Parashat VaYakheil: We Are All Works in Progress

Posted on March 8, 2024 by Rabbi Arnie Gluck

This week’s parashah describes the work of building the mishkan, the Tabernacle that accompanied the Children of Israel on their journey from Sinai to the Promised Land. The project is described here in minute detail, from the materials that were donated, to the details of the structures and adornments that were crafted by the skilled artisans, down to the exact measurements of each element.

 

In considering all these details a Chassidic commentator noted that most of the measurements are in whole numbers. For example, the cloths of goat hair that were to cover the Tabernacle were to be 30 x 40 cubits. The table was to be 2 cubits long and 1 cubit high. The altar was to be 1 cubit long, 1 cubit wide, and 2 cubits high.

 

But when it came to the ark, to the aron kodesh, the measurements are exclusively in halves. The Sages call them amot sh’vurot, broken measures. The ark was to be 2½ cubits long, 1½ cubits wide, and 1½ cubits high. Why is this?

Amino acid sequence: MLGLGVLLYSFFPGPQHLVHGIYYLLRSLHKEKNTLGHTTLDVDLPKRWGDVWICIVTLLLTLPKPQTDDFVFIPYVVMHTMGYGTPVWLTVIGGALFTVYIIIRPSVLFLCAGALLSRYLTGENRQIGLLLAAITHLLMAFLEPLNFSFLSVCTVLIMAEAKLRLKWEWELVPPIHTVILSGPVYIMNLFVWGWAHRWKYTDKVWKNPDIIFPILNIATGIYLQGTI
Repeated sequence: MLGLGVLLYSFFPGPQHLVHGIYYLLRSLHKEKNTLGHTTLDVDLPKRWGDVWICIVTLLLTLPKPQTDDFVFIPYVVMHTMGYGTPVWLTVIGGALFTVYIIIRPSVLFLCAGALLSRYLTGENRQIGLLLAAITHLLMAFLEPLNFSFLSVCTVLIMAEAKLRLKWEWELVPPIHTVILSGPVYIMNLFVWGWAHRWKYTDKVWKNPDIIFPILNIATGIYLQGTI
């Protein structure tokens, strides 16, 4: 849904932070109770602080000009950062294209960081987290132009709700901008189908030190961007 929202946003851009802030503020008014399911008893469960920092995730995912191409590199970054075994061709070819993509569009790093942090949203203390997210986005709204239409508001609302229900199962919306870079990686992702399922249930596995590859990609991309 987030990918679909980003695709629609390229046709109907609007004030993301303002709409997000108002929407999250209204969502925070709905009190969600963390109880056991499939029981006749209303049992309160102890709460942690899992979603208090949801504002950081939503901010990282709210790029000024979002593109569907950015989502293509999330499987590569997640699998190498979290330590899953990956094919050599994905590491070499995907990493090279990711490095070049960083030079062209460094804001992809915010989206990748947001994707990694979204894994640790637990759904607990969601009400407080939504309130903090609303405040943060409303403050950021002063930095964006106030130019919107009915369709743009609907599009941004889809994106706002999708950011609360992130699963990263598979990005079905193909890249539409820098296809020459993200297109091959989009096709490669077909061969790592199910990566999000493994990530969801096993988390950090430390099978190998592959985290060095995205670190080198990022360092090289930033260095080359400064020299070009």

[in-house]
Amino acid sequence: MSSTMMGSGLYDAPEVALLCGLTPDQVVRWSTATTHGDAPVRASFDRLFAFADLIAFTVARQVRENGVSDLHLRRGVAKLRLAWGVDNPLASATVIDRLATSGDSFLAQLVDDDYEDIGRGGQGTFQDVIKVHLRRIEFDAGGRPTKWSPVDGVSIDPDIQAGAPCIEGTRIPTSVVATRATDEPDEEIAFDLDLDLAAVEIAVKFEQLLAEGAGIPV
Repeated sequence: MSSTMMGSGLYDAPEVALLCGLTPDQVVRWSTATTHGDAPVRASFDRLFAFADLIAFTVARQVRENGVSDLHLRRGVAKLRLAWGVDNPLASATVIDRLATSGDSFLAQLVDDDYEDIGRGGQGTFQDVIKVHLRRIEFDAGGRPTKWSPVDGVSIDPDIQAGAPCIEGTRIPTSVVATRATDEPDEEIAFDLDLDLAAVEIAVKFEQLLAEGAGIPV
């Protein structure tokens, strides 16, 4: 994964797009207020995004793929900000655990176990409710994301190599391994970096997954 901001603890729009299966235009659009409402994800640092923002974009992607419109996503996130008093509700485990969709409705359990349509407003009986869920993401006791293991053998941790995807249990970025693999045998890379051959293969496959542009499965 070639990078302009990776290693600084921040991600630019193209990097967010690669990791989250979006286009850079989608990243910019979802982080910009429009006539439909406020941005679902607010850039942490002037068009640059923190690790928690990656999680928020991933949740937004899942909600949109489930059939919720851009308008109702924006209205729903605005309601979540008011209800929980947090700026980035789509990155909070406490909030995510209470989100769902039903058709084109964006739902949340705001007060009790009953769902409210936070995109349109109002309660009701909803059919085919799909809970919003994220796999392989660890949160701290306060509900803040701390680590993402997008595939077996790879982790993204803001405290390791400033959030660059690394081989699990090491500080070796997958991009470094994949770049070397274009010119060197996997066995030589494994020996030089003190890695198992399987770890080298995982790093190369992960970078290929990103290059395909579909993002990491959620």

One answer offered by the Chassidic tradition is that the measurements of the holiest place come to teach us that none of us is whole. There is brokenness in all of us, and we are never complete. Our learning is incomplete. Our souls are incomplete. And, God knows, our ethical standards have room to grow and improve. We are all works in progress.

 

As Professor David Stern has written: “The holy ark, measured in half cubits, stands in splendid opposition to the false fullness of the ego — to the toxic certainties that derail real conversation.”

 

The half-cubit measures of the aron kodesh remind us that sacred work must be humble. It must be open to seeking what each of us lacks individually. No one has the whole truth. There is always something to learn. Moreover, we need each other. We need and must turn ourselves to what Professor Stern calls “half-cubit conversations” — real conversations that occur in community, in friendship, in politics, indeed, in all human interaction. For it is only through engaging in real conversation that true wholeness can emerge.

 

Shabbat shalom,

Rabbi Arnie Gluck